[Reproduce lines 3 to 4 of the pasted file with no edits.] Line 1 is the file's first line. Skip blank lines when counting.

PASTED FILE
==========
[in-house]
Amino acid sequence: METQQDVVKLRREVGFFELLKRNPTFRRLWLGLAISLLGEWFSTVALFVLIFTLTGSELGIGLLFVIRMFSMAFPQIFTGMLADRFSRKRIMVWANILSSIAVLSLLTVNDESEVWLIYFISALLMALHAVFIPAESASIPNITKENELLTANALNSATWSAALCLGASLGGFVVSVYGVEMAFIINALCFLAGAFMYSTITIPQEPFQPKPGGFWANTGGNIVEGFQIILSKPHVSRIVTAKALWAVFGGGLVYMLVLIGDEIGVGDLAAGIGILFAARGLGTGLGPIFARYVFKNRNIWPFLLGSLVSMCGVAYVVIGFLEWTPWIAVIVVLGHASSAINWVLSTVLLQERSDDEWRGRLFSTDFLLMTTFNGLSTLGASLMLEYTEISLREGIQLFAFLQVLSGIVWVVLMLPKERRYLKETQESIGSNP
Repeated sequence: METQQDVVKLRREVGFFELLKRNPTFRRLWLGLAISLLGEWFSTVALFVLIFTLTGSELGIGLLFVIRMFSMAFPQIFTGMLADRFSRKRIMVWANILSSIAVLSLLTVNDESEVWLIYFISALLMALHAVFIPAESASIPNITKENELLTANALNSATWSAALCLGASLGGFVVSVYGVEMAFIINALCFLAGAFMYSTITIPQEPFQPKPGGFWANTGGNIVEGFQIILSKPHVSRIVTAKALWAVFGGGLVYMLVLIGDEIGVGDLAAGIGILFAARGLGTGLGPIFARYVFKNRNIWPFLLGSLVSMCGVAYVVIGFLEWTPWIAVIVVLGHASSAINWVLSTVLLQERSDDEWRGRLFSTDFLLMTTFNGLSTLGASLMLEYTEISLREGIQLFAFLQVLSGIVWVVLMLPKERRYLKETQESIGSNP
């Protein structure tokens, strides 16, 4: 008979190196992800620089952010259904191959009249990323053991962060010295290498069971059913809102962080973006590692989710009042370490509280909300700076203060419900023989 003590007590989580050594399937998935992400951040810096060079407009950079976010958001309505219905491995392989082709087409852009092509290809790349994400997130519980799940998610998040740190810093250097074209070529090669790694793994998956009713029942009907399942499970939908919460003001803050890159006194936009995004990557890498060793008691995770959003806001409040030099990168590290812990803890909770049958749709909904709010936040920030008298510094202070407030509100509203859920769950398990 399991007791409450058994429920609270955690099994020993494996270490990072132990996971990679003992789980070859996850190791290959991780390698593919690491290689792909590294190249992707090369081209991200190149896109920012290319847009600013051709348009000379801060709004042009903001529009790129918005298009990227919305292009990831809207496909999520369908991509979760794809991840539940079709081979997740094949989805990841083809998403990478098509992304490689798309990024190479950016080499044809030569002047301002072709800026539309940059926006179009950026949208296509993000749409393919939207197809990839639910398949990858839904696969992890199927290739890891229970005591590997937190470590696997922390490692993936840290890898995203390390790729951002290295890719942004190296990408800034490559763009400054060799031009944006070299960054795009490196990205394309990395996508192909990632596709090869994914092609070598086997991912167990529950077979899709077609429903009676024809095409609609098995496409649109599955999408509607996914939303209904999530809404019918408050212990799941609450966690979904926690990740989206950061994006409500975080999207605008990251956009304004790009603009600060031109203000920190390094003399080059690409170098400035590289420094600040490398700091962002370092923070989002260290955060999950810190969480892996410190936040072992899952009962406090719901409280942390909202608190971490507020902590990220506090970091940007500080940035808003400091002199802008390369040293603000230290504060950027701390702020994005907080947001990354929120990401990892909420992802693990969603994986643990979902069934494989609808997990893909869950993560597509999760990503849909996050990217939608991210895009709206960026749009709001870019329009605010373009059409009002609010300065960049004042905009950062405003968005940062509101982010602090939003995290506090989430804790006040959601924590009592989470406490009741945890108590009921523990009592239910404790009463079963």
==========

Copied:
Repeated sequence: METQQDVVKLRREVGFFELLKRNPTFRRLWLGLAISLLGEWFSTVALFVLIFTLTGSELGIGLLFVIRMFSMAFPQIFTGMLADRFSRKRIMVWANILSSIAVLSLLTVNDESEVWLIYFISALLMALHAVFIPAESASIPNITKENELLTANALNSATWSAALCLGASLGGFVVSVYGVEMAFIINALCFLAGAFMYSTITIPQEPFQPKPGGFWANTGGNIVEGFQIILSKPHVSRIVTAKALWAVFGGGLVYMLVLIGDEIGVGDLAAGIGILFAARGLGTGLGPIFARYVFKNRNIWPFLLGSLVSMCGVAYVVIGFLEWTPWIAVIVVLGHASSAINWVLSTVLLQERSDDEWRGRLFSTDFLLMTTFNGLSTLGASLMLEYTEISLREGIQLFAFLQVLSGIVWVVLMLPKERRYLKETQESIGSNP
């Protein structure tokens, strides 16, 4: 008979190196992800620089952010259904191959009249990323053991962060010295290498069971059913809102962080973006590692989710009042370490509280909300700076203060419900023989 003590007590989580050594399937998935992400951040810096060079407009950079976010958001309505219905491995392989082709087409852009092509290809790349994400997130519980799940998610998040740190810093250097074209070529090669790694793994998956009713029942009907399942499970939908919460003001803050890159006194936009995004990557890498060793008691995770959003806001409040030099990168590290812990803890909770049958749709909904709010936040920030008298510094202070407030509100509203859920769950398990 399991007791409450058994429920609270955690099994020993494996270490990072132990996971990679003992789980070859996850190791290959991780390698593919690491290689792909590294190249992707090369081209991200190149896109920012290319847009600013051709348009000379801060709004042009903001529009790129918005298009990227919305292009990831809207496909999520369908991509979760794809991840539940079709081979997740094949989805990841083809998403990478098509992304490689798309990024190479950016080499044809030569002047301002072709800026539309940059926006179009950026949208296509993000749409393919939207197809990839639910398949990858839904696969992890199927290739890891229970005591590997937190470590696997922390490692993936840290890898995203390390790729951002290295890719942004190296990408800034490559763009400054060799031009944006070299960054795009490196990205394309990395996508192909990632596709090869994914092609070598086997991912167990529950077979899709077609429903009676024809095409609609098995496409649109599955999408509607996914939303209904999530809404019918408050212990799941609450966690979904926690990740989206950061994006409500975080999207605008990251956009304004790009603009600060031109203000920190390094003399080059690409170098400035590289420094600040490398700091962002370092923070989002260290955060999950810190969480892996410190936040072992899952009962406090719901409280942390909202608190971490507020902590990220506090970091940007500080940035808003400091002199802008390369040293603000230290504060950027701390702020994005907080947001990354929120990401990892909420992802693990969603994986643990979902069934494989609808997990893909869950993560597509999760990503849909996050990217939608991210895009709206960026749009709001870019329009605010373009059409009002609010300065960049004042905009950062405003968005940062509101982010602090939003995290506090989430804790006040959601924590009592989470406490009741945890108590009921523990009592239910404790009463079963």